By Damien W. Riggs MAPS, Associate Professor, Department of Social Work and Social Planning, Flinders University, Australian Research Council Future Fellow, and Treasurer, APS Gay and Lesbian Issues Interest Group

Fifteen years ago the APS followed the APA in releasing a position statement about the potentially harmful effects of engaging in forms of psychological practice that attempt to change a person’s sexual orientation. Given the lack of empirical evidence about such practice at the time, the position statements by both the APS and APA were in effect moral statements: they emphasised that homosexuality was not a disorder, and thus claiming to ‘treat’ it was unwarranted.

Over the fifteen years since these position statements were released, some psychologists and other allied health professionals have continued to offer services commonly referred to as ‘reparative therapies’. These therapies use behavioral techniques aimed at reducing the likelihood of engaging in unwanted behaviours, such as intimacy with partners of the same gender. Importantly, these therapies do not per se claim to change an individual’s attractions, but rather their willingness to act upon their attractions.

Concurrently, a considerable body of research assessing the efficacy of reparative therapies has emerged that almost unilaterally indicates that reparative therapies indeed do nothing to change an individual’s attractions, and actually may often do very little to change an individual’s behaviour.

Further, an important finding from this body of research is that for many people reparative therapies can be damaging. These therapies often rely upon negative messages about homosexuality and bisexuality, which may contribute to the shame and stigma that many lesbians, gay men, and bisexual people experience. Shaming an individual, as a therapeutic approach, is likely to result in poor mental health outcomes such as depression and low self-efficacy.

A striking example from the literature appears in the case of a journal article published by Spitzer (2003). Drawing on a sample of 200 people who reported same gender attractions and who had undertaken reparative therapy, Spitzer suggested that change in terms of behaviours was achieved to some degree by a majority of the sample, though this was more likely for women than men. In 2012, however, Spitzer denounced his own findings (Arana, 2012), suggesting that the research question (“Can some version of reparative therapy enable individuals to change their sexual orientation from homosexual to heterosexual?”) could not have been answered by the data collected.

This year, given the lack of evidence in support of reparative therapy, and the potentially harmful effects arising from it, the APS developed a new position statement that reflects the evidence base. This document draws on the APS Code of Ethics and strongly asserts that reparative therapies not only fail to meet the criteria of evidence-based practice, but they may also be counter to the Code of Ethics.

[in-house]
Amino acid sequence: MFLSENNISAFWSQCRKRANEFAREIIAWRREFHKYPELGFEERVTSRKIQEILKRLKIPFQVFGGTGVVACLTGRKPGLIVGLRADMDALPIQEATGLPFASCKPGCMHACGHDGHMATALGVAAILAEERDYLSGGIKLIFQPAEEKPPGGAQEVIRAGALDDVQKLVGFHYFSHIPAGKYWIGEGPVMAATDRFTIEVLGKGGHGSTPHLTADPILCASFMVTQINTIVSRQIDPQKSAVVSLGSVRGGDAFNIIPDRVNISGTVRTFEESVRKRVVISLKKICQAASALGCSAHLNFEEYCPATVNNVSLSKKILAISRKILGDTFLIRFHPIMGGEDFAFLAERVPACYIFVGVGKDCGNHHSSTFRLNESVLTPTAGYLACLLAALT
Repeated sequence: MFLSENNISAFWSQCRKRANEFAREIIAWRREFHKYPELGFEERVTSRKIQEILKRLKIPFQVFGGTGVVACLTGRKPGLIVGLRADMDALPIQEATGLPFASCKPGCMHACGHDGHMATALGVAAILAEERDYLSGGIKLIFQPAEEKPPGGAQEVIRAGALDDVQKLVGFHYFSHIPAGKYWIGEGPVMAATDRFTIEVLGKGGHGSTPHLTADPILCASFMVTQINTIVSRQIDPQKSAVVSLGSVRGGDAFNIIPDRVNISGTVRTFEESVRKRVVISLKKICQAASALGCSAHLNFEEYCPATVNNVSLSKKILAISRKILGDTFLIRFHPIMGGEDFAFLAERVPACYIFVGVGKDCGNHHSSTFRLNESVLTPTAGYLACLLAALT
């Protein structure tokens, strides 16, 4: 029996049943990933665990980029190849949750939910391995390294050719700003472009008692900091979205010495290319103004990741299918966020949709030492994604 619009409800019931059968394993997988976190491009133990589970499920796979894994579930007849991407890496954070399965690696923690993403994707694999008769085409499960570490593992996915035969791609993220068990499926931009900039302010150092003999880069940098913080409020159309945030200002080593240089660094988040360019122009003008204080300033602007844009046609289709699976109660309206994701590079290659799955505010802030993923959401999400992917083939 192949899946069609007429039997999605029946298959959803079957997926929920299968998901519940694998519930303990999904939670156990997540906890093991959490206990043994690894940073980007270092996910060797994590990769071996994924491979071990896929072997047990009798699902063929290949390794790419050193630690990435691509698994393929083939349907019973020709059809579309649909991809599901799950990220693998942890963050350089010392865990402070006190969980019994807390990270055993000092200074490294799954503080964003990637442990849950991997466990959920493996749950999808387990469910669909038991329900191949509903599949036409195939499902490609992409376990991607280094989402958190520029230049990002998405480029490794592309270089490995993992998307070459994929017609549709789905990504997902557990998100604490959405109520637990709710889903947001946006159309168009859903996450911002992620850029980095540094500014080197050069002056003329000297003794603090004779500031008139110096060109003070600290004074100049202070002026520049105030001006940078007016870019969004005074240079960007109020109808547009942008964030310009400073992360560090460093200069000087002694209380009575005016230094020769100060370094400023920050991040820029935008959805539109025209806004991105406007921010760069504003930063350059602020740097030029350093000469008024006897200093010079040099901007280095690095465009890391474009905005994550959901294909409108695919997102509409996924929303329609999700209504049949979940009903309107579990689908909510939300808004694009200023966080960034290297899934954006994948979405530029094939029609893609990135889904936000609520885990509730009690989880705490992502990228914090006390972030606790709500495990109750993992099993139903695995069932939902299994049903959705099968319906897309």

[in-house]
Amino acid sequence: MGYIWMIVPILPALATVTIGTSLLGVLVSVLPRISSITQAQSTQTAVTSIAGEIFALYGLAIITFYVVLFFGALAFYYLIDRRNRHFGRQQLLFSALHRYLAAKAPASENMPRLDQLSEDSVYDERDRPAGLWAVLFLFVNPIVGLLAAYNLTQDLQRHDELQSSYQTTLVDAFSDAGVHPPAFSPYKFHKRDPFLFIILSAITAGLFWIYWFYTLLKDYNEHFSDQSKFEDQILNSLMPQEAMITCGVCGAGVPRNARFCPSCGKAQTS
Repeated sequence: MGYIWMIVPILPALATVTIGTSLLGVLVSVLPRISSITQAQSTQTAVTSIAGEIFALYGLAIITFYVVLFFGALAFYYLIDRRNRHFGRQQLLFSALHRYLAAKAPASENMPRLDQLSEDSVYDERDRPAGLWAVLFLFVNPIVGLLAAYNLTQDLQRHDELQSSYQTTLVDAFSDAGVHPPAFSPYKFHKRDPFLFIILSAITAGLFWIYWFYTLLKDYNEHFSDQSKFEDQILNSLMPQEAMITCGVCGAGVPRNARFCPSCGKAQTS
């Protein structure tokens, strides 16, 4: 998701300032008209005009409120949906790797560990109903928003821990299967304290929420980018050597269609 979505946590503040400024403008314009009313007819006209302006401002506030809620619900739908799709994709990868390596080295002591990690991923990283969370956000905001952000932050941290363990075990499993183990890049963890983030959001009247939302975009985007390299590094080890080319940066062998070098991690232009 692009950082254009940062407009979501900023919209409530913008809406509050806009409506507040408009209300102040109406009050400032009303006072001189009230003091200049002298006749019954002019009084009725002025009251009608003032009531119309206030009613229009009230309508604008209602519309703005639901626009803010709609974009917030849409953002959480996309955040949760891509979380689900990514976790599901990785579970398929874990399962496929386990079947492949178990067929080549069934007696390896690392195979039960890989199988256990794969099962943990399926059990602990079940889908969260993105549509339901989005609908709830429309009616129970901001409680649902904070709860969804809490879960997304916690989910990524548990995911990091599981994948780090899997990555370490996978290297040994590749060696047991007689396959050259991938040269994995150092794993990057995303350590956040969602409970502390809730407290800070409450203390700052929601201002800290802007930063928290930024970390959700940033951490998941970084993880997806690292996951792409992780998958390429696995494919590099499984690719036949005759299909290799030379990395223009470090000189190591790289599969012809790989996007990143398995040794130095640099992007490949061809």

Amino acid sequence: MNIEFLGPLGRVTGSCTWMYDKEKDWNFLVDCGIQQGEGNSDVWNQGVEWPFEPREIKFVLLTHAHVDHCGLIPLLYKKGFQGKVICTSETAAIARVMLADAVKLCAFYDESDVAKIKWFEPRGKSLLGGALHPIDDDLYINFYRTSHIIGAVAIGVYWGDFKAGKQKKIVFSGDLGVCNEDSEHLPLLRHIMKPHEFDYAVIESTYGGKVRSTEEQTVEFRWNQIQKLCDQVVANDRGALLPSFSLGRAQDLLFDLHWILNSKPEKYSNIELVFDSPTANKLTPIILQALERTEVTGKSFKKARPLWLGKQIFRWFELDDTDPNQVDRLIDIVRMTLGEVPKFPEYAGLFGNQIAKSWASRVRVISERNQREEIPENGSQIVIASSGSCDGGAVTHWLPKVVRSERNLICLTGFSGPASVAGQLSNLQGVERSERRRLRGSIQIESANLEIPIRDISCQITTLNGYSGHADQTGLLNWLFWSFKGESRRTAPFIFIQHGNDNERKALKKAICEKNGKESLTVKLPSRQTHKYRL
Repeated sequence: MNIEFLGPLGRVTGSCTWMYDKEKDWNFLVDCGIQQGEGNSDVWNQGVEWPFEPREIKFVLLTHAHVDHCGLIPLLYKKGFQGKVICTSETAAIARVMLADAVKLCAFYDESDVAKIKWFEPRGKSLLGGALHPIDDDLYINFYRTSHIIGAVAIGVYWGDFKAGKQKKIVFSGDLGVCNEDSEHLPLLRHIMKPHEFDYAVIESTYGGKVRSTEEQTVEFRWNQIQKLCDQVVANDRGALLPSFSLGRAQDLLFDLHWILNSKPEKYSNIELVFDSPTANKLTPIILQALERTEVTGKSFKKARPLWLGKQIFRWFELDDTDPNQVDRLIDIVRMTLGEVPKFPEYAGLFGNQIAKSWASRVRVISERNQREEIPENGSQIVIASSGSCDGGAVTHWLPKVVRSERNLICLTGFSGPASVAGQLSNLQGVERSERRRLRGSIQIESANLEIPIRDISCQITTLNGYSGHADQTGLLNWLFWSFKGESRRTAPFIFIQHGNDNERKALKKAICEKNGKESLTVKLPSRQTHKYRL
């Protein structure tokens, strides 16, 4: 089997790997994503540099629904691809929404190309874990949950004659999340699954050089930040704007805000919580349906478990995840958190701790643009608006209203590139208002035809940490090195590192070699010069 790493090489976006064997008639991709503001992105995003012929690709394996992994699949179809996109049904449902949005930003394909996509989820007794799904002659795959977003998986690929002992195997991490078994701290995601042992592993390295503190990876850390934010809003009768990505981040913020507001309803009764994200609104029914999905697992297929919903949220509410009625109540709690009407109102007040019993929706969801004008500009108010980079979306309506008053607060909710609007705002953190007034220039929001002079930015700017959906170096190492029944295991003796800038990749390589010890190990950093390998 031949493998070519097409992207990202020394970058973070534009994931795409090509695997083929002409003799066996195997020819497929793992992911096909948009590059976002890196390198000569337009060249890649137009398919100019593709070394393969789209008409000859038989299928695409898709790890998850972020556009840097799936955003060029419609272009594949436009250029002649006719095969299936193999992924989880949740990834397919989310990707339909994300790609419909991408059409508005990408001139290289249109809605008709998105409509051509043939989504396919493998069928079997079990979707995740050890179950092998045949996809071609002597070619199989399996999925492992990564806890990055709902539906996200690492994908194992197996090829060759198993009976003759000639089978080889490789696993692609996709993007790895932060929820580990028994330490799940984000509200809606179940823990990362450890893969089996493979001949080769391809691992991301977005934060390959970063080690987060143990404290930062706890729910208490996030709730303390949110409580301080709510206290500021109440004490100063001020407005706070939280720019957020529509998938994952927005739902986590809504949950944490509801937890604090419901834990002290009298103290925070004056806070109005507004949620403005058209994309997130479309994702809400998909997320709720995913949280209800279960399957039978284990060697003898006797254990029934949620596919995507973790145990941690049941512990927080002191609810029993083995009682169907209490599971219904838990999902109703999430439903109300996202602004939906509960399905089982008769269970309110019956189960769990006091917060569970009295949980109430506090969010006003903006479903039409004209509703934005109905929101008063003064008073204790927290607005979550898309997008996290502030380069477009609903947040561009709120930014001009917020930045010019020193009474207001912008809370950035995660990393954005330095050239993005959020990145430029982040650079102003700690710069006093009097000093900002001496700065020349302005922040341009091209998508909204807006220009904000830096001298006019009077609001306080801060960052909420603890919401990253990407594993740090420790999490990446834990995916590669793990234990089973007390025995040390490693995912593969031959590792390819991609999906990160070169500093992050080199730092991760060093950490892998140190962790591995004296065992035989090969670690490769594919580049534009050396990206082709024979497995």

This new position incorporates the previous moral position i.e., that homosexuality is not a disorder and thus should not be treated as such, and strongly denounces the use of any therapy that attempts to change a person’s sexual orientation due to lack of any clinical evidence demonstrating the effectiveness of such an approach. In so doing, the new position statement alerts psychologists to the potential harm reparative therapies can cause.

The position statement further suggests that reparative therapies are not in line with the standards expected of Australian psychologists. This point about standards is important given the outcomes of recent legal cases in the United States where those subjected to reparative therapies have sued and won cases against clinicians who engage in such therapies (see Stern 2015). Practising without an evidence base leaves clinicians vulnerable to charges of unethical practice and indeed potential litigation.

The position statement concludes with the APS advocating for the use of evidence-based strategies to alleviate distress that do not include attempts at changing sexual orientation, but rather include challenging negative stereotypes, seeking social support, and self-acceptance, among others.

In sum, the APS is proud to be taking the lead in ensuring that its ethical standards and positions reflect the latest evidence. This brings the APS in line with other professional organisations who have made similar statements about reparative therapies, and indeed positions the APS at the forefront of such statements within the discipline of psychology.



InPsych October 2015